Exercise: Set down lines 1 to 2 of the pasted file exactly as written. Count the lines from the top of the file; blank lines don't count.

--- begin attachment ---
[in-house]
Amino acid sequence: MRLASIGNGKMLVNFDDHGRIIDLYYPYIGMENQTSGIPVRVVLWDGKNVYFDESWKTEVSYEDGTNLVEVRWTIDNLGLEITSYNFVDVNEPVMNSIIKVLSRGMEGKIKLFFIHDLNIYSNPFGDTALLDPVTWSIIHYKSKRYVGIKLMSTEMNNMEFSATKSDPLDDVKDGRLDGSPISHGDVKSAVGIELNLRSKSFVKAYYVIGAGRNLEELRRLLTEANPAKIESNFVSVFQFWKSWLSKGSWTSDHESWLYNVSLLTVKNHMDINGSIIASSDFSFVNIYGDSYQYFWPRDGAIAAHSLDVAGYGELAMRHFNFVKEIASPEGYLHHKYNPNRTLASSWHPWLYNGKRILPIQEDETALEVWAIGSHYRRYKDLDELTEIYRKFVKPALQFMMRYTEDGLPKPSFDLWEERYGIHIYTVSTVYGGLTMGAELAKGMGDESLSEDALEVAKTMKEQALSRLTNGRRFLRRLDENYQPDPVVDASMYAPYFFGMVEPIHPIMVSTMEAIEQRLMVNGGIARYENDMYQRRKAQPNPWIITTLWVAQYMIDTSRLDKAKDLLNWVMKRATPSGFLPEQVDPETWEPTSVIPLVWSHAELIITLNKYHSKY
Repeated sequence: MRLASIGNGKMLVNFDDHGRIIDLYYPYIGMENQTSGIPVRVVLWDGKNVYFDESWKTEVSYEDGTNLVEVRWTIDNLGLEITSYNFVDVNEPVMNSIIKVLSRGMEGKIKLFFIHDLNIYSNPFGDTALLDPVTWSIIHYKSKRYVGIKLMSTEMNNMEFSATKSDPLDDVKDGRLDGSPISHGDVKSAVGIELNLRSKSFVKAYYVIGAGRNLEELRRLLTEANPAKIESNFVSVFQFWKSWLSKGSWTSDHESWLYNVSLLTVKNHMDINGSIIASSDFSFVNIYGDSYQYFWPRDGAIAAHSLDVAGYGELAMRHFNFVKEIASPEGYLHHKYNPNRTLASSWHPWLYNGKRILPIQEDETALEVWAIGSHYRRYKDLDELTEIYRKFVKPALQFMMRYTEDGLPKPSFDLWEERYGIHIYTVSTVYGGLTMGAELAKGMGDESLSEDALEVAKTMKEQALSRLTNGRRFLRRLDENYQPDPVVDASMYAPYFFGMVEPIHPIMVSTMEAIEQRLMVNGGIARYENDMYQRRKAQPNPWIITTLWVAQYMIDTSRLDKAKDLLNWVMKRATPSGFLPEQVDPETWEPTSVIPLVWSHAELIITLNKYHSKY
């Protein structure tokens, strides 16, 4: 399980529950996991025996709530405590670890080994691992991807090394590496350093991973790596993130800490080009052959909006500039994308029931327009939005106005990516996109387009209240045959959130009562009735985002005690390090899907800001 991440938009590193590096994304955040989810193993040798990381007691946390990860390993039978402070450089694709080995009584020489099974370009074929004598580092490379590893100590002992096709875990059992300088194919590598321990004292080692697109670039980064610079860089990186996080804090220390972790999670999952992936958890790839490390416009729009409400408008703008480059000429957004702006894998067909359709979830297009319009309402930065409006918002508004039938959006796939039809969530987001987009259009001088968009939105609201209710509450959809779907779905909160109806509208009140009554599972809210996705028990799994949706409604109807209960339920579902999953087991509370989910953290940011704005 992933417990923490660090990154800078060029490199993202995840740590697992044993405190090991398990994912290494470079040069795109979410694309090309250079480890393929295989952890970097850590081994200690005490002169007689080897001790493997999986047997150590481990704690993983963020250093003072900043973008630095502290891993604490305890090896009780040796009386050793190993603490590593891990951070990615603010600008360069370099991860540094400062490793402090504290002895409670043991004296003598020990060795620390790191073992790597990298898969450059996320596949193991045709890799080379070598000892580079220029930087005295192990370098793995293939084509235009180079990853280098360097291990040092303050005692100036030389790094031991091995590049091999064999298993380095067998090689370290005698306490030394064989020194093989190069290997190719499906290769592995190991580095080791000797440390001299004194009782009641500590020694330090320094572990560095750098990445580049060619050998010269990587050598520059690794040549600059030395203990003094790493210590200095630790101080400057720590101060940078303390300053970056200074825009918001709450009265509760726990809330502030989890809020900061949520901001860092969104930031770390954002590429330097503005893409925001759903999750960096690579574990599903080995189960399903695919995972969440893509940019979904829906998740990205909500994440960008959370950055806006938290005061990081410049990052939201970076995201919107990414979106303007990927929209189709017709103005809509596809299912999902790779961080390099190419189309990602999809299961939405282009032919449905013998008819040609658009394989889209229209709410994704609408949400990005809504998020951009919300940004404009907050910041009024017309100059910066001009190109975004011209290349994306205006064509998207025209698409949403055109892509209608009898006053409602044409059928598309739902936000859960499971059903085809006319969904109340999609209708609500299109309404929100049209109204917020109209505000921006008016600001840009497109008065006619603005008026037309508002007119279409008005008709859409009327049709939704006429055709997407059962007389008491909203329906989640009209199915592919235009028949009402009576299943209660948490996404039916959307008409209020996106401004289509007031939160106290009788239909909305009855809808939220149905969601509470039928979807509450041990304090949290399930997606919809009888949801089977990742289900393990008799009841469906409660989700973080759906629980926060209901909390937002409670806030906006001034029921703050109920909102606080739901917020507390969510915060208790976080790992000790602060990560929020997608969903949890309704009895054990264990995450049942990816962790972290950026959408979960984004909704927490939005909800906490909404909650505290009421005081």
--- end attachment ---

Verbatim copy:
[in-house]
Amino acid sequence: MRLASIGNGKMLVNFDDHGRIIDLYYPYIGMENQTSGIPVRVVLWDGKNVYFDESWKTEVSYEDGTNLVEVRWTIDNLGLEITSYNFVDVNEPVMNSIIKVLSRGMEGKIKLFFIHDLNIYSNPFGDTALLDPVTWSIIHYKSKRYVGIKLMSTEMNNMEFSATKSDPLDDVKDGRLDGSPISHGDVKSAVGIELNLRSKSFVKAYYVIGAGRNLEELRRLLTEANPAKIESNFVSVFQFWKSWLSKGSWTSDHESWLYNVSLLTVKNHMDINGSIIASSDFSFVNIYGDSYQYFWPRDGAIAAHSLDVAGYGELAMRHFNFVKEIASPEGYLHHKYNPNRTLASSWHPWLYNGKRILPIQEDETALEVWAIGSHYRRYKDLDELTEIYRKFVKPALQFMMRYTEDGLPKPSFDLWEERYGIHIYTVSTVYGGLTMGAELAKGMGDESLSEDALEVAKTMKEQALSRLTNGRRFLRRLDENYQPDPVVDASMYAPYFFGMVEPIHPIMVSTMEAIEQRLMVNGGIARYENDMYQRRKAQPNPWIITTLWVAQYMIDTSRLDKAKDLLNWVMKRATPSGFLPEQVDPETWEPTSVIPLVWSHAELIITLNKYHSKY